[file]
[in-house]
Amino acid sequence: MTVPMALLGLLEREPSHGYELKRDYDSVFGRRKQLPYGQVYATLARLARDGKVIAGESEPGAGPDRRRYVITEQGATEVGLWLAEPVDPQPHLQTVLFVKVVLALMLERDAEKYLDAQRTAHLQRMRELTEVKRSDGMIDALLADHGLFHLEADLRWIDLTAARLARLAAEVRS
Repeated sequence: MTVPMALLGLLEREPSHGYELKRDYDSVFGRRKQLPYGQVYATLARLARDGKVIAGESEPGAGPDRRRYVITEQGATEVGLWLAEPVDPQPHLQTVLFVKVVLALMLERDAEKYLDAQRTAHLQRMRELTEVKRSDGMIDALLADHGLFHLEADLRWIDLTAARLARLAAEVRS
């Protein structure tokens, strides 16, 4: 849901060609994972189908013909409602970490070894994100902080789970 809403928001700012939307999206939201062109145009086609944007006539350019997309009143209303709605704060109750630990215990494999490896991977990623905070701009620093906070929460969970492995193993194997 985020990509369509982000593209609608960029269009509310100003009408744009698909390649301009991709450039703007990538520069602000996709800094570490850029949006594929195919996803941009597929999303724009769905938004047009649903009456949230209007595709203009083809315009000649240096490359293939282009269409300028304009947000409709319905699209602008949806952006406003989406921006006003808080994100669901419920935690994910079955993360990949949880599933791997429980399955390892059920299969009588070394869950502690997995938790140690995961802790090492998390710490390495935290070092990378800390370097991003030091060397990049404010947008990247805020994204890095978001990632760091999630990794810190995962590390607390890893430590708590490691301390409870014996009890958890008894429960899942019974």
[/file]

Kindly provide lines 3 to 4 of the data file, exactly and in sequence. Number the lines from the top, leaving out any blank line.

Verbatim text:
Repeated sequence: MTVPMALLGLLEREPSHGYELKRDYDSVFGRRKQLPYGQVYATLARLARDGKVIAGESEPGAGPDRRRYVITEQGATEVGLWLAEPVDPQPHLQTVLFVKVVLALMLERDAEKYLDAQRTAHLQRMRELTEVKRSDGMIDALLADHGLFHLEADLRWIDLTAARLARLAAEVRS
């Protein structure tokens, strides 16, 4: 849901060609994972189908013909409602970490070894994100902080789970 809403928001700012939307999206939201062109145009086609944007006539350019997309009143209303709605704060109750630990215990494999490896991977990623905070701009620093906070929460969970492995193993194997 985020990509369509982000593209609608960029269009509310100003009408744009698909390649301009991709450039703007990538520069602000996709800094570490850029949006594929195919996803941009597929999303724009769905938004047009649903009456949230209007595709203009083809315009000649240096490359293939282009269409300028304009947000409709319905699209602008949806952006406003989406921006006003808080994100669901419920935690994910079955993360990949949880599933791997429980399955390892059920299969009588070394869950502690997995938790140690995961802790090492998390710490390495935290070092990378800390370097991003030091060397990049404010947008990247805020994204890095978001990632760091999630990794810190995962590390607390890893430590708590490691301390409870014996009890958890008894429960899942019974």